What kinds of translational assays are you working on?
We decided to look into what kills most people: acute myocardial infarctions. During a heart attack, there is a reduction in blood flow from an artery that has become clogged. The loss of blood flow starves a part of the heart muscle of oxygen and nutrients, and that heart muscle dies as the surrounding tissue begins to die. If people live close to a big hospital, doctors can mechanically remove the clot, put a stent in the artery, and do something called reperfusion to restore blood flow to the heart tissue.
Cardiologists have a cute little saying about that process: Time is muscle. The faster doctors can remove the clot and restore blood flow, the more muscle they can save. Unfortunately, people not living close to hospitals don’t have that luxury. There are drugs that will dissolve a clot over time, but because a clot can take a long time to dissolve, the heart muscle continues to die.
I learned early on that heart muscle doesn't just die when there is a reduction in blood flow. Additional heart muscle dies during reperfusion. The muscle gets used to having no oxygen around, and when the cell uses oxygen to make ATP, the oxygen actually damages the cell.
We designed both in vitro and in vivo assays to screen small molecules that keep our muscle cells alive when there's no oxygen or nutrients around. We have about 20 hits from our initial screen, and now we're testing our candidates in a mouse model of ischemia reperfusion injury — basically mouse heart attacks — in collaboration with Jitka Virag at Eastern Carolina University.
We have to figure out how to administer the drug via the bloodstream and get it to heart muscle that has very little blood flowing to it. We hope to find a potent drug or drug combination that is nontoxic at high levels in the bloodstream and only effective at low levels. Hopefully this drug will get to the affected muscle tissue and keep it alive while a person receives a stent or clot dissolving drugs. It would be great if people had access to cheap, effective drugs while they recover from a heart attack.
You take beautiful photos of cardiac myocytes and other cells. How did you become interested in microscope photography?
That was almost random. Most data we collect are just data, and the beauty from that data is represented mostly in graphs, not in the actual images. But one day, I was like, "Oh, aren't these pretty?" And that was it. After a while, I gained a skill set to make images with pretty colors. When the data are aesthetically pleasing, I make a copy of the raw data and move it into a folder on my computer just for art. The images that come out are pure artistic expressions of the data.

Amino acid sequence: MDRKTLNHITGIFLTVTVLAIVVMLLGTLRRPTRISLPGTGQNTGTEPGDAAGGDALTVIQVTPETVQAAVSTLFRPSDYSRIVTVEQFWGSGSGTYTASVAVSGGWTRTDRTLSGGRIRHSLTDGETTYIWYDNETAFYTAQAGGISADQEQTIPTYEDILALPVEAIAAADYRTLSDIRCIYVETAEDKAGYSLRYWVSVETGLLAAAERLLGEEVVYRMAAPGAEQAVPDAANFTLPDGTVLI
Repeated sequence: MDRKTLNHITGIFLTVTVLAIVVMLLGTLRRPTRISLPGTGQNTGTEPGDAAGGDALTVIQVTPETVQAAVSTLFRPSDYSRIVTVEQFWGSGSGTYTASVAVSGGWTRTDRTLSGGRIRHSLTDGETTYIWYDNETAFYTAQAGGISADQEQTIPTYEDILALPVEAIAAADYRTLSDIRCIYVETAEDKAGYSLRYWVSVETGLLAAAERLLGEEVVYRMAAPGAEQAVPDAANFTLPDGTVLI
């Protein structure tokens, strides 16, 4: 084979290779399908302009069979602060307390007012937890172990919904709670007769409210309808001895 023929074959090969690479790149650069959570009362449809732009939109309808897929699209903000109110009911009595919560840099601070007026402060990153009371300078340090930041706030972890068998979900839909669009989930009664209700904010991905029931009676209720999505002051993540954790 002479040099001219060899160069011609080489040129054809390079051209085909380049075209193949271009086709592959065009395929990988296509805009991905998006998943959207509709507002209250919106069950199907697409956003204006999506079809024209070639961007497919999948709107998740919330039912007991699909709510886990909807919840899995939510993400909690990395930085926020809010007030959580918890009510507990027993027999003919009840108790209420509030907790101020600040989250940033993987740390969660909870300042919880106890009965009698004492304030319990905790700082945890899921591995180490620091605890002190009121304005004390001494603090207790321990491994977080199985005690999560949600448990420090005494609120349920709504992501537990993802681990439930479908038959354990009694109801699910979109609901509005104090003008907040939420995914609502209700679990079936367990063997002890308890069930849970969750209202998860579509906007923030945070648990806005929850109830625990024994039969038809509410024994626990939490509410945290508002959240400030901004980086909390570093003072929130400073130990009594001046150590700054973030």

Have any of your artistic microscope photos inspired new research questions?
Yes! For the purposes of art, I've only been focusing on the bright, pretty things, but there are a lot of interesting dim objects. I was doing electron microscopy, and I saw a bunch of actin filaments that I wasn't thinking about at all. I went back to the images I used for art and blew them up. There's an entire actin cortex there.
The most interesting aspect of the cortex for us is during cell division. I asked a colleague who is an expert in cytokinesis about how arrays of myosin two formed in the cleavage furrow, the part of the cell that pinches off the two daughter cells during cell division. And he asked, “What arrays of myosin are you talking about?” We discovered a phenomenon that people hadn't published before because we looked at dim stuff.
What do you find most exciting about studying heart cell growth?
There are few cell types that are aesthetically pleasing and important to study. Heart muscle cells are both. Many cell types are important to study, such as cancer cells, but most of them are actually rather ugly. They look like they would kill someone. For heart muscle cells, our end result is a symmetrical, almost crystalline organization of the cytoplasm. Our goal is to understand something that's inherently beautiful.
This interview has been condensed and edited for clarity.